RX bytes:3718052 (3.5 MiB) TX bytes:3718052 (3.5 MiB)

ppp0 Link encap:Point-to-Point Protocol
inet addr: P-t-P: Mask:
RX packets:647631 errors:0 dropped:0 overruns:0 frame:0
TX packets:661658 errors:0 dropped:44 overruns:0 carrier:0
collisions:0 txqueuelen:3
RX bytes:545701887 (520.4 MiB) TX bytes:346044024 (330.0 MiB)

vlan0 Link encap:Ethernet HWaddr 00:90:4C:C0:00:00
RX packets:504058 errors:0 dropped:0 overruns:0 frame:0
TX packets:443975 errors:0 dropped:0 overruns:0 carrier:0
collisions:0 txqueuelen:0
RX bytes:334078103 (318.6 MiB) TX bytes:292107592 (278.5 MiB)

vlan1 Link encap:Ethernet HWaddr 00:90:4C:C0:00:00
inet addr: Bcast: Mask:
RX packets:889353 errors:0 dropped:0 overruns:0 frame:0
TX packets:669673 errors:0 dropped:0 overruns:0 carrier:0
collisions:0 txqueuelen:0
RX bytes:575960475 (549.2 MiB) TX bytes:363554025 (346.7 MiB)

Physically the wireless router D-Link DIR-320 has a 2-port router and a 6-port switch. One port of the switch is connected to the router, another one is the WAN port. The other 4 ports of the switch are the LAN ports on the back of DIR-320. The remaining port of the router is connected to the WLAN adapter.

Inside the switch exist two Virtual LANs (VLans) --- vlan0 and vlan1. vlan0 contains ports 4 LAN ports (ports 1--4) and one router port (port 6). vlan1 contains WAN port (port 0 or "Internet Port" written on the back) and router port (port 6).

There is a bridge (br0) bridging eth1 (WLAN) and eth0 (switch port 0). This bridge allows WLAN and LAN to share the same IP address. When the router needs to send information to clients, it broadcasts out br0 (to eth1 and vlan0). When we need to send information to Internet (WAN), router send directly to vlan1. 

$ brctl showmacs br0
port no    mac addr        is local?    ageing timer
  2    00:1b:9e:7f:96:38    no           0.77
  2    00:21:00:62:c1:86    no           0.00
  2    00:23:b4:ce:cd:4e    no          36.52
  1    00:90:4c:c0:00:00    yes           0.00
  2    00:90:4c:c1:00:00    yes           0.00

  2    02:90:4c:c1:00:00    no          29.23

Reflashing wireless router D-Link DIR-320 with Oleg's firmware

The procedure of reflashing Oleg's firmware on D-Link DIR-320:
  1. Getting the latest firmware from and rename it to firmware.bin.
  2. Save it to c:\bin
  3. In c:\bin create file flashing.cmd with the following content:
  4. @Echo Off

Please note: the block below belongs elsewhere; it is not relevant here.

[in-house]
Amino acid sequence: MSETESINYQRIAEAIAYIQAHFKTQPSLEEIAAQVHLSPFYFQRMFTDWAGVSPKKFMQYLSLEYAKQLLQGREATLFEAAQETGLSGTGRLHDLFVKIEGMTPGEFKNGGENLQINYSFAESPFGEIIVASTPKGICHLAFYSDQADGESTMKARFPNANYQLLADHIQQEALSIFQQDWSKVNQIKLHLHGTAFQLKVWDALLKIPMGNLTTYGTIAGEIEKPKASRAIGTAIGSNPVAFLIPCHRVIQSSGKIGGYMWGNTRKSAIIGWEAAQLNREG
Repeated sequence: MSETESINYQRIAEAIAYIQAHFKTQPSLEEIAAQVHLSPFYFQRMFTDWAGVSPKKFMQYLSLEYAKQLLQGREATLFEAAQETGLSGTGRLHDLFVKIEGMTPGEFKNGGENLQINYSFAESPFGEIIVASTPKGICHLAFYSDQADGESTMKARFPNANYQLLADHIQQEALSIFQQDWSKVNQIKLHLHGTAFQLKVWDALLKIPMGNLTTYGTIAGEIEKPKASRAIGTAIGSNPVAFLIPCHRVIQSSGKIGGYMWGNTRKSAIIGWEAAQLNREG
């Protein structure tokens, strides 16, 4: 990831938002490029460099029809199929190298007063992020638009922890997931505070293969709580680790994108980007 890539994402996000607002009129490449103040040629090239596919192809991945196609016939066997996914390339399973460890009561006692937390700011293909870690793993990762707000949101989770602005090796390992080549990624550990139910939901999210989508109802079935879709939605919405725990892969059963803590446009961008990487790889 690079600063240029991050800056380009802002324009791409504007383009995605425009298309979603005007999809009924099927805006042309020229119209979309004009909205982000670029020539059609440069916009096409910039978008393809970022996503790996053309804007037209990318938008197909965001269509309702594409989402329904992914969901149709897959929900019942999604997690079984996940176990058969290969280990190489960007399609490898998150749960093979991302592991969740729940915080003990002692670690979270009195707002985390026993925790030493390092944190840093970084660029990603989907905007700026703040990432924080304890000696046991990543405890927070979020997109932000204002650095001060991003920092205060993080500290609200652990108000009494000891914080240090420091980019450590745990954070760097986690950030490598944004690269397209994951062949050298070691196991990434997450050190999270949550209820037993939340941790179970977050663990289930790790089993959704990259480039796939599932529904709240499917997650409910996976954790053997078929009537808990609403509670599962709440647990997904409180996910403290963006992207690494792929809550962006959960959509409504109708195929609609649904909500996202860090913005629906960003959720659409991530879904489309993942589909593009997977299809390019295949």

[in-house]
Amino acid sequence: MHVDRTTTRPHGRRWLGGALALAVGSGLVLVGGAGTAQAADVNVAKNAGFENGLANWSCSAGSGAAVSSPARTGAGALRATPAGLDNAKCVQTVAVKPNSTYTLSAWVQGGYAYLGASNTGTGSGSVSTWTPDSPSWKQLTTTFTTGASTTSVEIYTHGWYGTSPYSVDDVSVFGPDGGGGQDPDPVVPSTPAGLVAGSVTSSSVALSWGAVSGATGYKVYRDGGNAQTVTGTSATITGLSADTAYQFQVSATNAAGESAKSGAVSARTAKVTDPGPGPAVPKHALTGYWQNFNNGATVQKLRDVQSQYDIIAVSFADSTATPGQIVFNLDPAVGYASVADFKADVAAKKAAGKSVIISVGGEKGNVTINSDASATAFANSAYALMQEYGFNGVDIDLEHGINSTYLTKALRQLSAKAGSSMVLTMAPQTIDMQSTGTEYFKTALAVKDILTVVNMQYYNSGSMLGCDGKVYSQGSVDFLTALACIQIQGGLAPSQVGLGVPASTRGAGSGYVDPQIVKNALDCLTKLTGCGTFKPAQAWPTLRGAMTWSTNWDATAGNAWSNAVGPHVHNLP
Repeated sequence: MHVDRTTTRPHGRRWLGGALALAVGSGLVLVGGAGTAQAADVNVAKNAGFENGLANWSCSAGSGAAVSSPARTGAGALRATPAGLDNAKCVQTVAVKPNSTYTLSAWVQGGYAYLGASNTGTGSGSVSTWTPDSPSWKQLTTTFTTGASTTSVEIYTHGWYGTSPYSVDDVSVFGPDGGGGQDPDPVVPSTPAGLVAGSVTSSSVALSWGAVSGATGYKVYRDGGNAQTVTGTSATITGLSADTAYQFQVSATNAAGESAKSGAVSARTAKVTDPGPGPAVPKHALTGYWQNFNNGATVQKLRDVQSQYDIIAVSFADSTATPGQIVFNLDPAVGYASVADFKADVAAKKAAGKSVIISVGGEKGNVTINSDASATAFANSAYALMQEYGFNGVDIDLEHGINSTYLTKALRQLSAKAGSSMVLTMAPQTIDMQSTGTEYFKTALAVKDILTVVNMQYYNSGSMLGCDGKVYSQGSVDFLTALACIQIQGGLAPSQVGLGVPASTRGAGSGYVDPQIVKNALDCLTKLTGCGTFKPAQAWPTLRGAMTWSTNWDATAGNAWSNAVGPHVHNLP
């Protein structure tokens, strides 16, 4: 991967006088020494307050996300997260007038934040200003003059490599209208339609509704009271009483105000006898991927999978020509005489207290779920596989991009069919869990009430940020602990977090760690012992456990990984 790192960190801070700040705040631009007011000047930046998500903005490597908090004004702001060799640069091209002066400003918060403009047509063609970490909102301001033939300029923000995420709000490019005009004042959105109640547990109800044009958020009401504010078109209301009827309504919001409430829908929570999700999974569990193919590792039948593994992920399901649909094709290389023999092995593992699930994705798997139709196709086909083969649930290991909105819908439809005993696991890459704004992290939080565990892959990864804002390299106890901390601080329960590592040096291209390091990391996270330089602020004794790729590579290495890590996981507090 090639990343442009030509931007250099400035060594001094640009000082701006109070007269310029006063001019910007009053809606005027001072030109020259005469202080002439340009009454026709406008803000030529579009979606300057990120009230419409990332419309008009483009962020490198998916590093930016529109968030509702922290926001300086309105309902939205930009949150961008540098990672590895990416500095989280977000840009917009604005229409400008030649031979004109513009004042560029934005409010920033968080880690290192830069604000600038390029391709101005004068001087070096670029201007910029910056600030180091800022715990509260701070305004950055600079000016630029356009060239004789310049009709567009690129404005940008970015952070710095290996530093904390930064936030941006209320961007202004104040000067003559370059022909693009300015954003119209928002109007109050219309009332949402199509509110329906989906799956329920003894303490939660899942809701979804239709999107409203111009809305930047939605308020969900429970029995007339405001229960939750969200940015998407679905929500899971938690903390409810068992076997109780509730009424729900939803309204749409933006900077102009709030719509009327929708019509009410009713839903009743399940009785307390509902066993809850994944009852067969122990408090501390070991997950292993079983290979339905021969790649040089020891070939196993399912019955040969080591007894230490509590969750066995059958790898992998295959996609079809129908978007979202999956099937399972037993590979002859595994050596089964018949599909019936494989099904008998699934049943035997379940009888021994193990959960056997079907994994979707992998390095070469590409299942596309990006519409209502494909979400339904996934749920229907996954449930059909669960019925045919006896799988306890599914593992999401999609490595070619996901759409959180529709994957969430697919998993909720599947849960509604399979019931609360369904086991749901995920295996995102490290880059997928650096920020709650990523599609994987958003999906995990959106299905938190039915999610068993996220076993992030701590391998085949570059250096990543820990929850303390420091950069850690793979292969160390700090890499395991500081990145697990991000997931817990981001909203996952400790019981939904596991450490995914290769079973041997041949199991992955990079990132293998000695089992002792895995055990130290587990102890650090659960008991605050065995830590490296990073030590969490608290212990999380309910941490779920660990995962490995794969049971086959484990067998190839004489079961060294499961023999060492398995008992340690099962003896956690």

ping -n 1 -w 1
    If errorlevel 1 Goto BEGIN
    If errorlevel 0 Goto FLASH
    Goto END

    Echo *** Start Flashing ****
    tftp -i put firmware.bin


  5. Connect computer to the router by an Ethernet cable with the following LAN setting: IP address, netmask, no need to write gateway and DNS. Do not power on the router.
  6. Run cmd, then change directory to c:\bin and run flashing.cmd
  7. Push and hold Reset while power on the router. When the LAN LED is blinking, you can release Reset button.
  8. Wait while the reflashing process is running.
  9. When the status LED is on (after 1--2 minutes), we need to reset router's default settings. Push and hold Reset button untill status LED starts blinking. Release Reset. The router restarts and will be ready with new firmware.
After reflashing you need to change computers' WLAN or/and LAN adapters settings to get IP address and DNS automatically. Open a web browser and type to login the router with username admin, password admin. You can change username, password and other setting in this web browser interface.

Bash script for Linux users (instead of flashing.cmd):

ping_router() {
until [[ "$result" = 0 ]]
ping -c 1 -W 1 -i 1


echo "*** Start Flashing **** "
tftp -m binary -c put ./firmware.bin
if [[ "$?" = 0 ]]
then echo "Firmware successfully loaded!";

Friday, October 02, 2009

The usage of FreeNAS BitTorrent under a router

To use FreeNAS BitTorrent when NAS connected to Internet by a router, we must do some configurations.
  1. For Downloading: We need DNS settings. Open FreeNAS web interface ( Username is admin and password is freenas by default. Under System | General Setup we write IPv4 of DNS severs. In my case I wrote IP of the router ---
  2. For Uploading: Beside DNS we also need port settings. FreeNAS BitTorrent uses default port 51413, which could be closed by router's Firewall. We need open it or in my case use an other opened port (31929). The port setting is under Services | BitTorrent (Peer Port). Don't forget to enable Port forwarding.

Saving FreeNAS configuration on USB flash disks

When running FreeNAS from CD, you can save its configuration to an USB flash disk and restore from there when rebooting. To do this, all you need is connecting the USB flash disk before booting.